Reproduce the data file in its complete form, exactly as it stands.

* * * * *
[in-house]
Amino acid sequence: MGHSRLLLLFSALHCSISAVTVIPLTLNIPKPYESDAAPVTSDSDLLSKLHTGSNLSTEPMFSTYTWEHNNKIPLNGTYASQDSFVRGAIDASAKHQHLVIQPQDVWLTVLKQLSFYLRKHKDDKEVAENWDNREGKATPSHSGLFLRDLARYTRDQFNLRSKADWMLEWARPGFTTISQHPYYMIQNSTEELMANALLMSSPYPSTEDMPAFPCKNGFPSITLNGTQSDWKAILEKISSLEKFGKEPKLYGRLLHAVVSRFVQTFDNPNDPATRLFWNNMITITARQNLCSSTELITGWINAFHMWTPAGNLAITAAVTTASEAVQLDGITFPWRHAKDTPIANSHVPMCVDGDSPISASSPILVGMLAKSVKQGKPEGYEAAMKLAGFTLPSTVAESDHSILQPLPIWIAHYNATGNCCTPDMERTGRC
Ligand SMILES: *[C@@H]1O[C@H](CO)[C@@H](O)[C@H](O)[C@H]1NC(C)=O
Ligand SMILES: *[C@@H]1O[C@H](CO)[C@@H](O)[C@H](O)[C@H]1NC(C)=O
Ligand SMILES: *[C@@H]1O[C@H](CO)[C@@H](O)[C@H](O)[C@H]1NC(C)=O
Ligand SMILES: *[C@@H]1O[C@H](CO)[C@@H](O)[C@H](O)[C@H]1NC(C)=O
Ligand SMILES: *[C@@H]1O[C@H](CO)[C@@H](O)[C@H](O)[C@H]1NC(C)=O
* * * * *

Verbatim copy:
[in-house]
Amino acid sequence: MGHSRLLLLFSALHCSISAVTVIPLTLNIPKPYESDAAPVTSDSDLLSKLHTGSNLSTEPMFSTYTWEHNNKIPLNGTYASQDSFVRGAIDASAKHQHLVIQPQDVWLTVLKQLSFYLRKHKDDKEVAENWDNREGKATPSHSGLFLRDLARYTRDQFNLRSKADWMLEWARPGFTTISQHPYYMIQNSTEELMANALLMSSPYPSTEDMPAFPCKNGFPSITLNGTQSDWKAILEKISSLEKFGKEPKLYGRLLHAVVSRFVQTFDNPNDPATRLFWNNMITITARQNLCSSTELITGWINAFHMWTPAGNLAITAAVTTASEAVQLDGITFPWRHAKDTPIANSHVPMCVDGDSPISASSPILVGMLAKSVKQGKPEGYEAAMKLAGFTLPSTVAESDHSILQPLPIWIAHYNATGNCCTPDMERTGRC
Ligand SMILES: *[C@@H]1O[C@H](CO)[C@@H](O)[C@H](O)[C@H]1NC(C)=O
Ligand SMILES: *[C@@H]1O[C@H](CO)[C@@H](O)[C@H](O)[C@H]1NC(C)=O
Ligand SMILES: *[C@@H]1O[C@H](CO)[C@@H](O)[C@H](O)[C@H]1NC(C)=O
Ligand SMILES: *[C@@H]1O[C@H](CO)[C@@H](O)[C@H](O)[C@H]1NC(C)=O
Ligand SMILES: *[C@@H]1O[C@H](CO)[C@@H](O)[C@H](O)[C@H]1NC(C)=O